Kuwait crown prince receives ‘reassuring’ call on Emir’s health

Kuwait's crown prince received a call from the deputy head of the national guard reassuring him of the health of Emir Sheikh Sabah Al-Ahmad Al-Sabah. (File/AFP)
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Updated 30 July 2020

Kuwait crown prince receives ‘reassuring’ call on Emir’s health

  • Sheikh Sabah arrived in the United States last week to complete medical treatment
  • The Emir is in a stable condition

DUBAI:  Kuwait's crown prince received a call from the deputy head of the national guard reassuring him of the health of Emir Sheikh Sabah Al-Ahmad Al-Sabah, state news agency KUNA reported on Thursday.

Sheikh Sabah, who has ruled Kuwait since 2006, arrived in the United States last week to complete medical treatment, and is in a stable condition, Kuwait's cabinet said on Monday. 

Parliament speaker Marzouq Al-Ghanim said on Sunday in a statement on the parliamentary Twitter account that the new of the emir's health was "very reassuring."

The emir's designated successor Crown Prince Sheikh Nawaf Al-Ahmed Al-Sabah temporarily took over some of the ruler's constitutional duties last Saturday.

(With Reuters)


France’s Macron to host donor conference for blast-stricken Lebanon

Updated 12 min 20 sec ago

France’s Macron to host donor conference for blast-stricken Lebanon

  • Rebuilding Beirut could run into the billions of dollars
  • Economists forecast the blast could wipe up to 25% off of the country’s GDP

PARIS: French President Emmanuel Macron will host US President Donald Trump and other political leaders on Sunday for a UN-endorsed donors’ conference by video to raise emergency relief for Lebanon following this week’s massive explosion in Beirut.
Lebanon was already mired in deep political and economic crisis when the blast ripped through its main port on Tuesday, killing 158 people, injuring more than 6,000 and destroying a swathe of the city.
Rebuilding Beirut could run into the billions of dollars. Economists forecast the blast could wipe up to 25% off of the country’s GDP.
Many Lebanese are angry at the government’s response and say the disaster highlighted the negligence of a corrupt political elite. Protesters stormed government ministries in Beirut and trashed the offices of the Association of Lebanese Banks on Saturday.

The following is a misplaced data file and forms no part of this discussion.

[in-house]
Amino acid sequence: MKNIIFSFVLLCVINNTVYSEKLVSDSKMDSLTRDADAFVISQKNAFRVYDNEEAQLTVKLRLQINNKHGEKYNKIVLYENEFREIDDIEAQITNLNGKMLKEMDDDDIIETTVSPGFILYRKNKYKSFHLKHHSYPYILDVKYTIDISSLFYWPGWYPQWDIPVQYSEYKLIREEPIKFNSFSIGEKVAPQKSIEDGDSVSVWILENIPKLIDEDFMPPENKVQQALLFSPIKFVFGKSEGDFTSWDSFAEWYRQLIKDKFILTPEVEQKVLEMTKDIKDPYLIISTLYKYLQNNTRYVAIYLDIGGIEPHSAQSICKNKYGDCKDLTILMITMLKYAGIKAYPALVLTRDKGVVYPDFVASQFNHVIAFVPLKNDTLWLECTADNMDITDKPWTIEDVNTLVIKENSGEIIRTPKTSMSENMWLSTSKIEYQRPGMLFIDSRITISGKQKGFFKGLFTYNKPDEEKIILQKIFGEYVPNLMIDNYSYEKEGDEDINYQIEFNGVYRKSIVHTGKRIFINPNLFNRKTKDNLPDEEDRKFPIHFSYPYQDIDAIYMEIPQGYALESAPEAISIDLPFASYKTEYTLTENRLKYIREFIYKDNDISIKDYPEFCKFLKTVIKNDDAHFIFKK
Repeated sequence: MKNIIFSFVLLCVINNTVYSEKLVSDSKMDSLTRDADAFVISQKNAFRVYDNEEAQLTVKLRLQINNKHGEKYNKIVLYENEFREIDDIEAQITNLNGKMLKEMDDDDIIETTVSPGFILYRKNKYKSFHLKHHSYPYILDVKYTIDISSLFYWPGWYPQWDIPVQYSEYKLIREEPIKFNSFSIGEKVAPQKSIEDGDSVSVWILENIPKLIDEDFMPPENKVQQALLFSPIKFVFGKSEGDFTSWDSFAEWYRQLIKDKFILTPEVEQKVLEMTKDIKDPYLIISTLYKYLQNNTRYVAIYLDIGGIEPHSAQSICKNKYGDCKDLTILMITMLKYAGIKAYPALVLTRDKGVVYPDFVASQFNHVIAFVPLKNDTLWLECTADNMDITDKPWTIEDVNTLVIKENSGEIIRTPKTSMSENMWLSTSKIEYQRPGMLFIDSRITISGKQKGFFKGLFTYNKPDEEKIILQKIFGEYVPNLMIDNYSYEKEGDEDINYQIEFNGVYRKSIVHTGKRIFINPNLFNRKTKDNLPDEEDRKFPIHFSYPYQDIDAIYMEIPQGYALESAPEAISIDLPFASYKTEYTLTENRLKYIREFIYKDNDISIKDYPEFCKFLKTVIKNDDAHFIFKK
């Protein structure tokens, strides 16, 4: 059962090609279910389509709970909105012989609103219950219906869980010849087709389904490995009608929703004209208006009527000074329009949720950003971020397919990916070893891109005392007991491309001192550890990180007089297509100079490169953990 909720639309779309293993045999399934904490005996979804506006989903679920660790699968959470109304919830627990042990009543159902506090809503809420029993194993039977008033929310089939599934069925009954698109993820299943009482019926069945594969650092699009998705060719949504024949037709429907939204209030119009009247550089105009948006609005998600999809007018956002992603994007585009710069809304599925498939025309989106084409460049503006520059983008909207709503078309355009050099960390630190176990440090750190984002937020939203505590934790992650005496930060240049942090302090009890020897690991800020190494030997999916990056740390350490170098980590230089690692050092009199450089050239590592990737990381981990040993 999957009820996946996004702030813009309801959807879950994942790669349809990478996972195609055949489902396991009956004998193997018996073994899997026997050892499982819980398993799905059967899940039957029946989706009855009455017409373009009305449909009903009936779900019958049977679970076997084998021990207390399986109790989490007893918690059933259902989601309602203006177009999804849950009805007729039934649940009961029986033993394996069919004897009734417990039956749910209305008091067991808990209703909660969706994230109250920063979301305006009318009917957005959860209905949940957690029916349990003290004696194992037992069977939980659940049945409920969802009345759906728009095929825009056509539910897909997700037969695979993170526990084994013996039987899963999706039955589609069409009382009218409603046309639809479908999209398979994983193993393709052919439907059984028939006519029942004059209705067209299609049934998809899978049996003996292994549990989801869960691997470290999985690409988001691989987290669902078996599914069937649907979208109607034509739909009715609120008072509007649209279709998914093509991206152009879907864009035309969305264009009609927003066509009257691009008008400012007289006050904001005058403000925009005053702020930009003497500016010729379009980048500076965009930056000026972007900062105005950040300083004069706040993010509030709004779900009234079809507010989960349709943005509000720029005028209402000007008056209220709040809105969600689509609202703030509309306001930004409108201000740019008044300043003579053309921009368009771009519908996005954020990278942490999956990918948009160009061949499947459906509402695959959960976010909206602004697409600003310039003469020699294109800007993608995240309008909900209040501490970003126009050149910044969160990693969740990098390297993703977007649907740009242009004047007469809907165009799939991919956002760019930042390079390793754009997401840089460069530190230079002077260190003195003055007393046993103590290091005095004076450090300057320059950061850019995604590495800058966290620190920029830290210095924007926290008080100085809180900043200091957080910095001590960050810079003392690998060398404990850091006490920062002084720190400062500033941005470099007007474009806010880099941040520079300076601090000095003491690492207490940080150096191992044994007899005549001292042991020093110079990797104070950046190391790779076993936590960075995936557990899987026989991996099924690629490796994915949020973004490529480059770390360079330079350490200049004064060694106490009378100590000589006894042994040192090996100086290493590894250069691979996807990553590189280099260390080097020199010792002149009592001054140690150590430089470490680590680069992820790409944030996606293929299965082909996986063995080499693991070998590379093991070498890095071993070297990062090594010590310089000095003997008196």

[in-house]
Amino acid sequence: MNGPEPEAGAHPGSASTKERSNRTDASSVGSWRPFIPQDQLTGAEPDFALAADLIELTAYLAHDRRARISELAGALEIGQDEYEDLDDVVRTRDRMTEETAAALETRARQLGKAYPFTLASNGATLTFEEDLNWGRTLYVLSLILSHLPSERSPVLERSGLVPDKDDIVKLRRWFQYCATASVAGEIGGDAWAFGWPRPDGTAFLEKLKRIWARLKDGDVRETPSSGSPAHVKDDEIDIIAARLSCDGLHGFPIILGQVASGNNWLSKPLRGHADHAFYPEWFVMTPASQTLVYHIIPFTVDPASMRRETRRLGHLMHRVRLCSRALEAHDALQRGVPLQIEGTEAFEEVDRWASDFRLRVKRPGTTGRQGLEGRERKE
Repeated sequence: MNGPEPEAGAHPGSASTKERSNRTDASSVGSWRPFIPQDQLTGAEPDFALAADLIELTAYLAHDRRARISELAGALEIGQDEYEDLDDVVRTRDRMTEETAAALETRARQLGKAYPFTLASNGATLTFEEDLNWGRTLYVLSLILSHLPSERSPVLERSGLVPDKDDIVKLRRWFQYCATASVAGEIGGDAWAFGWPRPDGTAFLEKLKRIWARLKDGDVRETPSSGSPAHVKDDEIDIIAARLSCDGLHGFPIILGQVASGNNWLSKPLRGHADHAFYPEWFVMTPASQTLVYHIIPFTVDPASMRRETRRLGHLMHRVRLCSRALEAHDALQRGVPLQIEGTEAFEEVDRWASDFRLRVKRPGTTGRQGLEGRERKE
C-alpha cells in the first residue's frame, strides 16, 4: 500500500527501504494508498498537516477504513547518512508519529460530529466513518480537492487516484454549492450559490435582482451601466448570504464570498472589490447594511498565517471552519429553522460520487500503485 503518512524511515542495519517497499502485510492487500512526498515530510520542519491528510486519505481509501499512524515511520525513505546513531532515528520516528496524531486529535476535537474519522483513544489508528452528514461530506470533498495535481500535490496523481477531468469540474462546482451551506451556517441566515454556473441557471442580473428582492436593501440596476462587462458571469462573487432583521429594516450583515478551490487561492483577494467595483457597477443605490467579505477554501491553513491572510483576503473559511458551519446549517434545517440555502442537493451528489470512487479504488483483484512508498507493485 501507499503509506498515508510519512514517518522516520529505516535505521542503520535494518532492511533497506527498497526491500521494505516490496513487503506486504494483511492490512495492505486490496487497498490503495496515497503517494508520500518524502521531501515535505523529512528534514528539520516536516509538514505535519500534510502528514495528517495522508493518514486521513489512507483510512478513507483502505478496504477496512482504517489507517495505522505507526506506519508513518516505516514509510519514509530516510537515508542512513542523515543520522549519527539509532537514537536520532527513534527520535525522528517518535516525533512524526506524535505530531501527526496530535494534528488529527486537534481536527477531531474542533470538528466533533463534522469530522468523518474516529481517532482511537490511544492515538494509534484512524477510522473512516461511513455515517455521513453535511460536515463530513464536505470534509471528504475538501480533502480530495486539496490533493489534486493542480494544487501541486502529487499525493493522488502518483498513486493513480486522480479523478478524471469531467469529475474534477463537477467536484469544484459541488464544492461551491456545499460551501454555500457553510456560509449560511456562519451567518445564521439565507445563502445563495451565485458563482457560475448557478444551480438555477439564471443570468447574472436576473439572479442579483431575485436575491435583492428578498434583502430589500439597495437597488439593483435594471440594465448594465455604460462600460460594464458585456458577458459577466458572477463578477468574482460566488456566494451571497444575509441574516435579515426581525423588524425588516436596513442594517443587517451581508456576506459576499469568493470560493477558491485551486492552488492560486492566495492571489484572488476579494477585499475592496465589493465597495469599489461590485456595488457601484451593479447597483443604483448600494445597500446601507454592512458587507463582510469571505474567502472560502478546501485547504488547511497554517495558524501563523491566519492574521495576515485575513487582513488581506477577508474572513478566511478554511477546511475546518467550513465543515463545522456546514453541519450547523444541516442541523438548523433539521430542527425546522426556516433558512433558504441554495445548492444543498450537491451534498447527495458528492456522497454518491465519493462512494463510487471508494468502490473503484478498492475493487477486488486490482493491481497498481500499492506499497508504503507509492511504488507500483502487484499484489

Macron visited Beirut on Thursday, the first world leader to do so after the explosion, and promised the Lebanese people humanitarian aid would come but that profound political reform was needed to resolve the country’s problems and secure longer term support.
“I guarantee you, this (reconstruction) aid will not go to corrupt hands,” Macron told the throngs who greeted him.
There has been an outpouring of sympathy for Lebanon from around the world this week and many countries have sent immediate humanitarian support such as a medical supplies, but there has been an absence of aid commitments so far.
Trump will participate in the video-link conference.
“Everyone wants to help!” he tweeted.
Germany will commit an additional 10 million euros ($11.79 million) in emergency aid on top of the rescue contributions already underway, its foreign minister said.
A Macron aide declined on Saturday to set a target for the conference. Emergency aid was needed for reconstruction, food aid, medical equipment and schools and hospitals, the official said.
Representatives of Britain, the European Union, China, Russia, Egypt and Jordan are expected to join the conference, hosted by Macron from his summer retreat on the French Riviera. Israel and Iran will not take part, the Elysee Palace official said. ($1 = 0.8485 euros)